Percy Junior's sister Nelly married at a young age, and was widowed shortly thereafter. She had one son and six grandchildren. She died in Santa Cruz in December 1996. Patsy married a colonel in the Bolivian Army. She had just one daughter, who had four children. She died in Santa Cruz in December 1989. Dolly married a well-known lawyer in Santa Cruz and had one daughter and four sons. She died in April 2006. Freddy, the youngest of the children, married young. He had two sons and two daughters. He had a successful career in insurance and died in Santa Cruz in November 1987. Nancy also married a lawyer in Santa Cruz and dedicated many years of her life to teaching in primary schools. She has two sons and two daughters. Nancy and her husband are now retired and share their time with their much loved nine grandchildren.

Journey from Bolivia to Argentina: Exile

Percy's eldest son Hernán was attracted to politics from a very young age. At seventeen, he enrolled as a volunteer to fight in the Chaco War against Paraguay. He was taken prisoner, and his family took him for dead, but to everyone's surprise he returned home. Years later he received the Chaco War medal of honour, which filled him with pride. As an adult, he founded a local political party, the Workers' Union, with his friend Edmundo Roca, which was later subsumed into the Revolutionary Nationalist Movement (MNR), led by Víctor Paz Estenssoro. In Santa Cruz, Hernán was President of the Banco Agrícola, Chief of Police and legislator.

Bolivian history has a sad record of changes of government. In the past sixty years, from 1946 to date, there were 45 changes. Interim governments and military juntas were the most frequent. Constitutional governments that completed their mandate were a rarity. This helps to understand why Hernán fled to save his life after the fall of President Gualberto Villarroel, who was murdered and hanged in the public square of La Paz as a warning. Edmundo Roca, with whom Hernán had founded the Workers' Union, was murdered by violent groups who also looted his houses. In the midst of this situation and thanks to the aid of certain people, Hernán managed to escape to Argentina, a place to which his wife Raquel and six-month-old daughter Julia arrived some months later. All of their belongings had been robbed or destroyed and their bank accounts had been blocked.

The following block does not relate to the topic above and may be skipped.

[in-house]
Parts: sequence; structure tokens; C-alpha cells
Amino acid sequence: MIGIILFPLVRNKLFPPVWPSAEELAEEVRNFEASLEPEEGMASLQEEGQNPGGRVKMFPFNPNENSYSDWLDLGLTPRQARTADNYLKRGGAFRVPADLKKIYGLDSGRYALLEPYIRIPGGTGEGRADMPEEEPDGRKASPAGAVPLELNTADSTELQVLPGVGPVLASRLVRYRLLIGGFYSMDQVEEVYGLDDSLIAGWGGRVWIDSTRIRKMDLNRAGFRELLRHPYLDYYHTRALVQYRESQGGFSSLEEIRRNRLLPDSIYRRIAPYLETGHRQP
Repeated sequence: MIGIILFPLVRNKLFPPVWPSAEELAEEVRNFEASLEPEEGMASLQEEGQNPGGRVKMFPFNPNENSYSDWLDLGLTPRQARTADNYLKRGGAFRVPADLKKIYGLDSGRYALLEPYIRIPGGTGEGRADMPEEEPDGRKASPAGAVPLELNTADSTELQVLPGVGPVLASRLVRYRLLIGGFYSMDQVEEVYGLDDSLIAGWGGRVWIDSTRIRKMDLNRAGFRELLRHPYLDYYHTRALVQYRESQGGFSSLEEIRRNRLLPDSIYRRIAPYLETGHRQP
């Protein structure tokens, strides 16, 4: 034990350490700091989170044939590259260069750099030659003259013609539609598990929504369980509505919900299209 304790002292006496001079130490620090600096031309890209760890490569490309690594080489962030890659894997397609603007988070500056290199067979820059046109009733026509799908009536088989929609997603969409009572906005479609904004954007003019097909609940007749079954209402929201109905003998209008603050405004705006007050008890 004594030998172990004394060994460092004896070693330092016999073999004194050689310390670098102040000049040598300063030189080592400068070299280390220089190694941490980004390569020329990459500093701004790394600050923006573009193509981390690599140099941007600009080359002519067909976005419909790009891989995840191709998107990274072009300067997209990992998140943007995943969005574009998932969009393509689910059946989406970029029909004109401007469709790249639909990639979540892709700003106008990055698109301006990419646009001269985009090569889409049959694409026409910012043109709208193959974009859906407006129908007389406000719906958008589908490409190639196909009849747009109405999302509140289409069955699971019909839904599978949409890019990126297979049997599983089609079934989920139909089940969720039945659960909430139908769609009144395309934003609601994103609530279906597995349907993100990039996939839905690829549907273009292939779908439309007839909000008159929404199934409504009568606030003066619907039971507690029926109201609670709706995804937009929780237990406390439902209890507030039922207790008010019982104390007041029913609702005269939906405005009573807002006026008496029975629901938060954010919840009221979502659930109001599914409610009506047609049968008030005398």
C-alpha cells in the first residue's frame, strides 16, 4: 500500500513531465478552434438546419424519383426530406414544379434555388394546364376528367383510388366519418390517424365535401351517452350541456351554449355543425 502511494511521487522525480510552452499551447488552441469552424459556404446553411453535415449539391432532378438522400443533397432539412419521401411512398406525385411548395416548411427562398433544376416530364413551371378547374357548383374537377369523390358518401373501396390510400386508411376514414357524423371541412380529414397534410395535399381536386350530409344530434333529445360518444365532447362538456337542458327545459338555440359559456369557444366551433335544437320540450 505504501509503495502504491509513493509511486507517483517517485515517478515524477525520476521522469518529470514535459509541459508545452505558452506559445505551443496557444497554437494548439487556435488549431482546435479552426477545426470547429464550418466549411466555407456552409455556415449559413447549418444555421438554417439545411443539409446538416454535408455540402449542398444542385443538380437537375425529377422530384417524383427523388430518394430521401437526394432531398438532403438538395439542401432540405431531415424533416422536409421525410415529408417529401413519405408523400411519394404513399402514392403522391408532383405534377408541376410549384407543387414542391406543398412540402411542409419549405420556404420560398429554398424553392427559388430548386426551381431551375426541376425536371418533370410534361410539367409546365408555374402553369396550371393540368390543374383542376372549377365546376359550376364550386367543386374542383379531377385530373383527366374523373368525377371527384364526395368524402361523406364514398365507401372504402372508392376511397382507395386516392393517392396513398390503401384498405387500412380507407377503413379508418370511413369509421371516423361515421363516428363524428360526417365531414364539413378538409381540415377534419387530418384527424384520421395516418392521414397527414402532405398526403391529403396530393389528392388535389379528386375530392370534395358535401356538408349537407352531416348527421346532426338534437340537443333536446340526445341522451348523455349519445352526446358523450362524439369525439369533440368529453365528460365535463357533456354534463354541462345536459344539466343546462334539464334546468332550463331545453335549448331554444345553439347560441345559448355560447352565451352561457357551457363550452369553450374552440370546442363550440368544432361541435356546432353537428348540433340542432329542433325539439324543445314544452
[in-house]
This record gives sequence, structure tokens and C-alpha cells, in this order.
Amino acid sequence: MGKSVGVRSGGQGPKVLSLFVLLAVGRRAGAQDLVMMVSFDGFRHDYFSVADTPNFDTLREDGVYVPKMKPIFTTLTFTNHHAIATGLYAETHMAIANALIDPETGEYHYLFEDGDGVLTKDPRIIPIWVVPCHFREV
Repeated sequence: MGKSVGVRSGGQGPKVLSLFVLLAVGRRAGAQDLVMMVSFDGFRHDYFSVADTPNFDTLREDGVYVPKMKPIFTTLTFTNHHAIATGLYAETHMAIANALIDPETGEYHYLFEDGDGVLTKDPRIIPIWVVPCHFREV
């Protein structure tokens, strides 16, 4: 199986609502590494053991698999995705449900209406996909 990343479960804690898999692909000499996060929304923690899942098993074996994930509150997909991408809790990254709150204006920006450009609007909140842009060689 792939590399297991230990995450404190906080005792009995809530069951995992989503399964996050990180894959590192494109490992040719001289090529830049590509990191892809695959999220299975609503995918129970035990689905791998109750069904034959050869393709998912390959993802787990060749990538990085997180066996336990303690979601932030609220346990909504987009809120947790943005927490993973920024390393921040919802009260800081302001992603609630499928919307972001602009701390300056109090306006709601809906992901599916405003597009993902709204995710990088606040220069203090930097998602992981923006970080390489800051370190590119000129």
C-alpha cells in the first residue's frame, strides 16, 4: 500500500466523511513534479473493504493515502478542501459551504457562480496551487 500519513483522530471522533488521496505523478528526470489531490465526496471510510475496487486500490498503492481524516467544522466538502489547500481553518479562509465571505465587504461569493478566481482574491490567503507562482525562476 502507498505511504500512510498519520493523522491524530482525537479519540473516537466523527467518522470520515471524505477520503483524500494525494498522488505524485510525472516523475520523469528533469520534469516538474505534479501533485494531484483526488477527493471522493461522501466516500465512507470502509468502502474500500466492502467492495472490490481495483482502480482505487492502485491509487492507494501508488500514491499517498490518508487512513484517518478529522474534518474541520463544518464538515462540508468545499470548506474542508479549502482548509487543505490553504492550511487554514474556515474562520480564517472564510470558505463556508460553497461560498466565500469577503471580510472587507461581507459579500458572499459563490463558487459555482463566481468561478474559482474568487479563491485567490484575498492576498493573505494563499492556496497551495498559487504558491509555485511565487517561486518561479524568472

However, despite these adverse circumstances, Hernán managed to find his way thanks to his diligence and his personality, which inspired affection and friendships at every step. Hernán worked as a foreign correspondent for the Santa Cruz newspaper El Deber. He finally abandoned politics and integrated into the Argentine community without difficulty, even though he always missed his native country to which he returned just prior to his death, at the age of sixty-two years. Political activity in a country convulsed by coups d'état and changes of government was what obliged him to live in exile in Argentina from 1946 until he died on 3 April 1976, just days after the fall of Isabel Perón and the beginning of one of the darkest periods in Argentine history when 30,000 people were disappeared.